Disclaimer: Some of my articles are funny and some are just sad. This one teeters toward the latter. Don’t give up on the site because of not wanting to mope around…we do much more than that around here. Read to the end, too, because there is hope.
It was a nice day yesterday. I worked hard until 3pm, then headed down to see mom and to join my stepdad in an interview with the Springfield News Leader, our regional newspaper, on the topic of long-distance caregiving. Jackie Rehwald, the reporter, was super nice and patient with the distractions and other challenges and I look forward to posting here what she gleaned from our time together with mom. I thought the interview went well, but one never knows until the final work appears. 🙂 Mom was in a very happy mood, as has been the new norm for a couple months.
So, Blog Boy, what was so sad about an interview (except the fact that the photographer didn’t use the skinny filter on me, so you will see me in living color, rolls and all)? It was something mom said later during supper that was skipped over until it hit me like a 2×4 later.
Here is the conversation, as closely as I can remember it:
“Good supper, huh mom?” -me
“I don’t know?”- mom, belly laughing
<Lots of sounds, Andy Griffith Show and otherwise.>
“Five. Five. Four. Four.” -mom, looking at her fingers
“Five. Five. Four. Four?” -I repeat in my best empathy voice
“I am getting better” -mom
“You are getting better” -me, lying.
I don’t remember the last time she talked to me about how she was doing, but it has been a long, long time. She had made declarations and actions…countless…that seemed to show how she was, if you will, but seldom, if ever, has she talked about it. I brushed by it, agreeing with her but knowing I was lying. Is she better? Well, she IS happier. Anxiety levels are low. Few if any falls. However, she is completely immobile, so falling will be hard. She is pretty much unintelligible in speech save from a few lucid sentences here and there like the before mentioned zinger. Piano…barely and seldom. No life, minimal interaction minus my and John’s times there other than other family coming when they can. “Better” is a relative term. However, if she says she is better, she is better as far as I am concerned in our conversation….but the drive home gave me pause.
She is not better…she is dying, and too quickly. She is immobile and one infection away from doing much worse. She sleeps and rests nearly all day. No exercise, physical or mental. By all accounts, she is not better. She is dying. And I hate it for her. 🙁
So, is there hope? Can this seemingly undefeated champion of the Life & Death Boxing Federation take some blows? I say yes. Here is some reasons for hope for you and for me:
H is for “Help is on the way”. In my humble opinion, folks are finally seeing just how big of a pain in the rear this disease truly is. Millions of Americans struggling with dementia, some in their 20s and 30s (!), people should take heed. Slowly people are studying diet and exercise as possible prevention measures. Veterans groups are studying the brain and performing countless brain scans. Slowly people are learning the warning signs and getting checked! And, possibly the most encouraging is how people, in many cases, are rallying behind folks with the disease in Walks to End Alzheimer’s, Longest Day events, and other fundraisers which pump millions into research. Hold fast, patient or caregiver, help is on the way!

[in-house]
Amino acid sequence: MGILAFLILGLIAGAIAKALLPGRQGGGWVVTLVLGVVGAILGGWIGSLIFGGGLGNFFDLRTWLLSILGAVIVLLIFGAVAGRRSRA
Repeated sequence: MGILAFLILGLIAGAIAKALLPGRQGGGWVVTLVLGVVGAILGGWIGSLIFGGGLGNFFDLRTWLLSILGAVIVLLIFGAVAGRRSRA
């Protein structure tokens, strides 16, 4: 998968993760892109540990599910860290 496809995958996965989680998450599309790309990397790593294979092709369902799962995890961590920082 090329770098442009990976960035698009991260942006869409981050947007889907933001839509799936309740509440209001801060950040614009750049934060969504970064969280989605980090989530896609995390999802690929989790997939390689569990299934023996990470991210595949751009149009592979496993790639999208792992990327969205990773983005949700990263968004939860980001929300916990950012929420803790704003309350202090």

O is for Ongoing Research. With this slow but sure increase in awareness and better fundraising, there should be more and more very smart folks seeking cures and treatments. There have been some super exciting breakthroughs in just the last year, most notably, in my opinion, being the use of ultrasounds to gently open and close the blood brain barrier. There are other breakthroughs and changes in focus as science, guided by God’s providence, seeks a cure. Lots and lots of folks are also assisting in clinical trials in searching for a cure. Trial Match, a program put on by the Alzheimer’s Association, while not the only one doing so, is matching countless folks to trials.
P is for Pharmaceuticals. The financial cost of dementia is STAGGERING!!!!! (Not to mention the human cost, which, in my book, trumps the $$$). This article estimates the value of a cure for dementia to easily be in the trillions. Whine if you want about a free(ish) market system like we have, but know this…companies chase money. AND, there is a tremendous amount of money to be made from curing this mess. Pharmaceutical companies, regardless how altruistic the motive, desperately want a cure.
E is for Eternity. For those who are likely past the point of no return, like mom, who aren’t going to “get better”, eternity awaits. Mom believes in Christ as her only hope and has for a some time now. When you think of it, we are all terminal and not “getting better”, if you will. Nobody gets out of here alive! My faith is our my lasting hope and I pray yours is for you as well. I won’t preach here, but I am happy to discuss my faith offline with you any time. 🙂 417-955-2513 is my cell for calls or texts and email@example.com is my personal email.
We are all in a really challenging situation here. We have to stick together. We have to advocate together, give together, learn together, and grow together. There is strength (inside and out) in numbers. Thank you for coming to Digital Cornbread today, like always! Now, go get’em!